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DRBA urges county supervisors to show support for Smith River

Wednesday, November 28, 2012

By PAUL COLLINS - Bulletin Staff Writer

Representatives of the Dan River Basin Association (DRBA) on Tuesday asked the Henry County Board of Supervisors for a letter of support to recognize the Smith River and its economic potential and for Henry County to be represented at all future stakeholder meetings regarding the Smith River.

The emphasis is “on taking more control of our water resources, utilizing them for the benefit of our community,” Brian Williams, program manager for DRBA, said in an email.

“It’s not just about fishing or boating or trails. It’s about the whole recreational, historical and cultural natural resource package we have to offer in Henry County and the Dan River Basin region. We (cannot) reach the potential of our river until we have a flow schedule more conducive to improving the fishery and the recreational opportunities on the Smith,” Williams wrote.

“For the Smith River to progress as an economic engine, we must sit down at the table with all stakeholders and work on a plan to improve the flow regime from Philpott Dam and utilize that resource to the benefit of the citizens of Henry and the surrounding counties,” Williams wrote.

Williams and Andy Parker said at the supervisors meeting that they think there needs to be minimum flows on the Smith River on weekends to increase recreation.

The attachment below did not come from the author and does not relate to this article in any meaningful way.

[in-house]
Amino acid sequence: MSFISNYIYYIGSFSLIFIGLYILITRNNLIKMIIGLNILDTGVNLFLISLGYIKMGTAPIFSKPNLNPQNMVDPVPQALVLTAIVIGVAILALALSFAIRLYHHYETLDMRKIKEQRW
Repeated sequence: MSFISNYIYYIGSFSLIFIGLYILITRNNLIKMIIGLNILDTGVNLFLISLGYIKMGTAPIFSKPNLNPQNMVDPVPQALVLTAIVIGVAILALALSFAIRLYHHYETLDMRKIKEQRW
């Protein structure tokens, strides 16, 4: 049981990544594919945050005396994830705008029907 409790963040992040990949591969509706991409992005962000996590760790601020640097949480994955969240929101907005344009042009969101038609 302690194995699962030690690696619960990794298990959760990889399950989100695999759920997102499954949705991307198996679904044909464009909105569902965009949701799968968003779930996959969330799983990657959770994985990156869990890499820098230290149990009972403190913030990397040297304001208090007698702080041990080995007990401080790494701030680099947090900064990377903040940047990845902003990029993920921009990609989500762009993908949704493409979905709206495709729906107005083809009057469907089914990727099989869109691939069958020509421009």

Parker, a former supervisor, also said he thinks this area has the potential of the Bryson City, N.C., area, which he said has great economic benefit related to the Nantahala River.

According to congressional testimony by Sutton Bacon of the Nantahala Outdoor Center Inc. on June 22, 2011, a study by researchers at Western Carolina University estimated that whitewater recreation on the Nantahala annually contributes more than $85 million to the local economy and represents 1,061 jobs in the eight westernmost counties in North Carolina. The study also showed there were intangible benefits to the region, such as contributing to the cultural life and reputation of the region as a tourism destination.

The Nantahala Outdoor Center is an employee-owned outdoor recreation company in Swain County, N.C.

The supervisors decided to take some time to review some information that Williams provided and consider his request.

Also at its 3 p.m. meeting Tuesday, supervisors considered approving an additional appropriation of $8,655.58 as the county’s share of 3 percent state bonuses for employees of the Henry-Martinsville Health Department. The health department had calculated that the county was due a refund of $5,162.39 from the county’s fiscal year 2012 contribution to the health department, making a difference of $3,493.19. The health department asked to keep the refund amount and requested an additional appropriation of $3,493.19 to cover the remainder of the cost of the bonuses.

County staff reluctantly recommended approval of the $8,655.58 appropriation, according to a board document.

It states: “Staff has a fundamental issue with paying for a bonus to employees over whom neither the board of supervisors nor the county administrator has any supervisory control. Staff also has a problem contributing to these bonuses when our own employees have no extra money coming their way. This (in) no way should be taken as a criticism of the employees of the Henry-Martinsville Health Department, but rather of a system that makes localities pay for something they had no part in approving or managing. Staff has reached out to our General Assembly representatives to seek a remedy for this inherently unfair practice.”